The Cardigans - Best Of ...

I struggle to remain even vaguely objective when it comes to The Cardigans. When it comes to, to be absolutely specific, my deep and abiding love for Sweden's second finest. (First place is, of course, irretrievably taken but they grab silver with ease.) This collection strikes not one false note. It is surely as close to pop perfection as is possible. In terms of intelligent, crafted, impassioned, spectrum-shredding modern pop music, it offers a timely reminder there are few sweeter musical concoctions than a pretty lady with a fine voice fronting a band whose genre-dismissing ambition and creativity take the breath away. Take a look around. No-one measures up. Don't even pretend.

So, this cannily curated collection does the sensible thing and starts at the beginning with 'Rise and Shine' and ends with four killer tracks from 2006's 'Super Extra Gravity', including the fabulously-titled 'I Need Some Fine Wine and You, You Need to be Nicer'. All six studio albums figure. For the record, the jazzy folk-pop of the early days has morphed into a taut, shiny take on angular guitar rock. While fans, correctly, tend to favour 2002's 'Long Gone Before Daylight', a more soulful, bluesier outing than mega-selling predecessor 'Gran Turismo', their most recent album confirms the The Cardigans are still as exceptional as we need them to be. Yes, spot-on, selection-wise. Not one album high spot has been overlooked. Highlights ? Where to start ? The perfect folky jaunt of 'Sick and Tired', lithe and lovely and the song that first brought them to our attention back in 1994. 'Rise and Shine', the second thing they wrote together and the cheeriest song ever written. The early material still simply hums with youth and vigour. On their last tour a couple of years back they took the typically obtuse decision to only play songs from their most recent three albums, ignoring totally 'Emmerdale', 'Life' and 'First Band on the Moon'. That's an artistic decison of some magnitude. That they can drop, for the moment, such a treasury is as illuminating as it is brave. Painful as it is that they regroup so intermittently, there's comfort in the fact that they come back on fire every time. By way of explanation, you'd perhaps have to take note of their documented refusal to hang out as a gang when not on band duties. Nina, Peter, Marcus, Bengt and Lars go their own way, do their own stuff, get back together, make a record, tour and away they go again. You only have to see film of Nina knitting while the band jam or hear her moaning about having to substitute Peter's 'placeholder' lyrics with her own (true) to start to build a picture of The Cardigans' own peculiar dynamics. Maybe more bands should try it this way.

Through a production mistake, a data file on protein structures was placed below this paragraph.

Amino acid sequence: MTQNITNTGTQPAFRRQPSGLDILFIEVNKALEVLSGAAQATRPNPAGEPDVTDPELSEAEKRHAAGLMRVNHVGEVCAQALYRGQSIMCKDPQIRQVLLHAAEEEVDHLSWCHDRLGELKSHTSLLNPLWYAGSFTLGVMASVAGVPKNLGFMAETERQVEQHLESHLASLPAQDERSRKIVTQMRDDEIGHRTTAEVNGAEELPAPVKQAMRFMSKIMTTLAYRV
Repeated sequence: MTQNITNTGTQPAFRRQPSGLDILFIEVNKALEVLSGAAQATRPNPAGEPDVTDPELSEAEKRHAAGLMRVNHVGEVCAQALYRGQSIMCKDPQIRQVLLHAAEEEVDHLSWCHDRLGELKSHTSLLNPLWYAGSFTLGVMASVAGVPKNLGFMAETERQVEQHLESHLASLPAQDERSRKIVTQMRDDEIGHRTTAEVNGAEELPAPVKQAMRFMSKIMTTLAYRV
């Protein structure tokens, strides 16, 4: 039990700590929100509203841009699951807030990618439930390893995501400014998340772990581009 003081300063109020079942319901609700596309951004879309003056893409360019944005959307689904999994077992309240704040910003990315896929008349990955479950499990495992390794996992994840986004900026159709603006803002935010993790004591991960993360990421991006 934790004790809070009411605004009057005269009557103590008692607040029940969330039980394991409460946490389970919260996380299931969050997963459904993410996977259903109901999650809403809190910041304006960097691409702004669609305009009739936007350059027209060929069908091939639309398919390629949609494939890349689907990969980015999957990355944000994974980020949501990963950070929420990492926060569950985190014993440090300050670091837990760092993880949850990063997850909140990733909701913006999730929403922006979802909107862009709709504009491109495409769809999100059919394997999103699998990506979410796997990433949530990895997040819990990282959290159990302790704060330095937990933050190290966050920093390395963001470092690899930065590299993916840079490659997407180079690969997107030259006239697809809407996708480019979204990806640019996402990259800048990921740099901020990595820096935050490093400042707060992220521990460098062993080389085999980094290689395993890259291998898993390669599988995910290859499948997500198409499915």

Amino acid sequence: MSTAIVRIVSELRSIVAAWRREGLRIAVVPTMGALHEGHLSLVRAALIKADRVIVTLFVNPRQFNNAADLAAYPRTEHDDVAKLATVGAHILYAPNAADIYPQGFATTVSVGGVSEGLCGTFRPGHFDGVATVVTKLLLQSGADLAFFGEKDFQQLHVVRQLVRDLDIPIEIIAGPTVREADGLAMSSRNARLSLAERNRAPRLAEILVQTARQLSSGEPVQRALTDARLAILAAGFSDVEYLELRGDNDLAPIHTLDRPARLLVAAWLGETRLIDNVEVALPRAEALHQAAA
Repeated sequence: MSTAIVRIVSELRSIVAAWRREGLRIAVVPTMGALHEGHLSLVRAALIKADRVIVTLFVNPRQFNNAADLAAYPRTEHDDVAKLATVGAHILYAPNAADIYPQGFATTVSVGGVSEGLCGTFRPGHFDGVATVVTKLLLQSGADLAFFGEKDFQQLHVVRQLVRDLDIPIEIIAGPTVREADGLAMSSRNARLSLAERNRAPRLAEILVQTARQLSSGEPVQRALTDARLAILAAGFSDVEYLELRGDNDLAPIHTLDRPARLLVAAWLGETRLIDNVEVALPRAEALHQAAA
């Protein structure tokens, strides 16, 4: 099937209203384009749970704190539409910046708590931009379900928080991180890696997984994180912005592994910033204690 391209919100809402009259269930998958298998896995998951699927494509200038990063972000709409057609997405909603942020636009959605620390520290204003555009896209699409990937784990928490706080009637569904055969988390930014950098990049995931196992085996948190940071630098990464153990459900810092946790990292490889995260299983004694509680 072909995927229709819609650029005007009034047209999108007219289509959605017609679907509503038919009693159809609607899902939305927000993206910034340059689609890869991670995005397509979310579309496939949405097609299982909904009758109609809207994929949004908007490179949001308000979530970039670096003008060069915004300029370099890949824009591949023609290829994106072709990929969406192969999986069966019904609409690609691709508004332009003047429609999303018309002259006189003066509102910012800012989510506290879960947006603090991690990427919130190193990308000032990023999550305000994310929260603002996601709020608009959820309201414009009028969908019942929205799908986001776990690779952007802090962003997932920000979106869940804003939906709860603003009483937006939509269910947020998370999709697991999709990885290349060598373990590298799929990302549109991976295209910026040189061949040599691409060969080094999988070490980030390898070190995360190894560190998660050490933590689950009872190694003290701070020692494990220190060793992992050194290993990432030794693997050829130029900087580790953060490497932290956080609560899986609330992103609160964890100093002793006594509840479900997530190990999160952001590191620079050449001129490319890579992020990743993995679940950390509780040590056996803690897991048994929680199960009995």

Back to the songs : 'My Favourite Game' and 'Lovefool' are here, both, like, say, REM's 'The One I Love', more skewed and twisted than their commercial standing suggests. The hyper ballad 'Communication', and its half-sister, 'Don't Blame Your Daughters', shimmers. 'Carnival', Erase/Rewind', 'For What it's Worth'. Solid gold, no less. On 'Godspell' Nina rhymes "Hallelujah" with "What's it to ya ?" - gotta smile and applaud such irreverent poetics. Nina, of course, once blonde be-bobbed pixie, now haughty, vampish brunette, is the face and the voice. On the beautifully done liner notes, fellow band members gently mock her lyrical and vocal abilities; what this actually means, of course, is writ large.

Look, these songs have coloured my life. This collection is nothing other than essential. As a field guide to the complexities of the development of a band whose charm and skill we too often take for granted, it hits the mark and more. If you only buy one album this year, you're a fool. Buy two. Give one to a friend who needs the guidance. First band on the moon ? If they were the last band on earth we would still be truly blessed.



out of 10

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